On Tuesday, Google researchers, Bodo Möller, along with fellow researchers Thai Duong and Krzysztof Kotowicz found a "vulnerability in the design of SSL version 3.0" that could let assailants to steal email, banking and social networking data, in what they have classified a "Poodle" attack. ("Poodle" stands for Padding Oracle On Downloaded Legacy Encryption.)
The recent discovery of Poodle has provoked Google to warn users to disable use of the source of the bug: an 18-year old encryption protocol known as SSL 3.0, which is still widely used in web browsers and websites. The risk was revealed in a research paper published last month on the site of the OpenSSL Project, which creates the most broadly utilized software for SSL encryption.
"SSL 3.0 is nearly 15 years old, but support for it remains widespread. Most importantly, nearly all browsers support it and, in order to work around bugs in HTTPS servers, browsers will retry failed connections with older protocol versions, including SSL 3.0. Because a network attacker can cause connection failures, they can trigger the use of SSL 3.0 and then exploit this issue," wrote Möller.
Details of a bug found in SSL software speculated quite recently, persuading some security experts to plan for a significant hazard this week.
"Because a network attacker can cause connection failures, they can trigger the use of SSL 3.0 and then exploit this issue," Google said in the statement. The immediate fix to the problem will "break some sites and those sites will need to be updated quickly."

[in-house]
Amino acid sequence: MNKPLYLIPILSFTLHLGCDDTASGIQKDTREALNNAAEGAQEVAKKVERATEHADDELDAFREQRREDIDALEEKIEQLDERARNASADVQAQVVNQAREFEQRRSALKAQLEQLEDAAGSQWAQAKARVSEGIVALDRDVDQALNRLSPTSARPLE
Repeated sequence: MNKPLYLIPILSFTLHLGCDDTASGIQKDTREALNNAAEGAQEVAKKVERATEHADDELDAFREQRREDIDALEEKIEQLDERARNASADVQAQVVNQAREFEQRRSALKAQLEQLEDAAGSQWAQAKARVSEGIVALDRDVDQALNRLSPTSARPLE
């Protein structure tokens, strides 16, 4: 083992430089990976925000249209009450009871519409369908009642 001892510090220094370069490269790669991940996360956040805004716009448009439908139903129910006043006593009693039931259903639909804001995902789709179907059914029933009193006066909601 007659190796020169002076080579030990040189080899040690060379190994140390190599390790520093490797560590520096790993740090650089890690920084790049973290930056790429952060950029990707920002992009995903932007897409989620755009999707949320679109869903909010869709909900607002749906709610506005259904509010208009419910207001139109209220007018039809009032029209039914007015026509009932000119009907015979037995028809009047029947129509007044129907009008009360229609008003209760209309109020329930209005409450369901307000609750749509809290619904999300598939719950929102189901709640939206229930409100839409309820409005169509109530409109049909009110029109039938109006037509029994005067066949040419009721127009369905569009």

"In the coming months, we hope to remove support for SSL 3.0 completely from our client products," Google said.
So far this year, similar vulnerabilities were found twice by researchers, which includes April’s ‘Heartbleed’ bug in OpenSSL and September’s ‘Shellshock’ bug found in a Unix software known as Bash.
Experts alleged that assailants could steal session cookies in a so-called Poodle attack, and possibly steal email, banking and social networking data. Most security experts deem the threat as not so high-risk in comparison to the two bugs that were discovered previously.
Tal Klein, vice president of cloud security firm Adallom said, "If Shellshock and Heartbleed were Threat Level 10, then Poodle is more like a 5 or a 6."
Ivan Ristic, director of application security research at Qualys, said "Poodle" was not as dangerous as the past threats on the grounds that the attack seemed to be ‘quite complicated,' which would require hackers to have privileged access to vulnerable networks.
Jeff Moss, founder of the Def Con hacking conference and an advisor to the U.S. Department of Homeland Security, said assailants would need to initiate a 'man-in-the-middle' attack, putting themselves in the middle of exploited users and sites utilizing techniques, for example, making independent Wi-Fi "hotspots" in internet cafes.
Google recommended a specialized bypass to secure web servers, yet included its blog that it wants to inevitably axe support for SSL 3.0 from all client programming.
Mozilla arranged to disable SSL 3.0 by default in the succeeding version of Firefox browser that is scheduled for released on November 25.
"SSL version 3.0 is no longer secure," Mozilla advisory explains. "Browsers and websites need to turn off SSLv3 and use more modern security protocols as soon as possible."
Microsoft issued a ccounselling proposing that users disable SSL 3.0 on Windows for servers and PCs.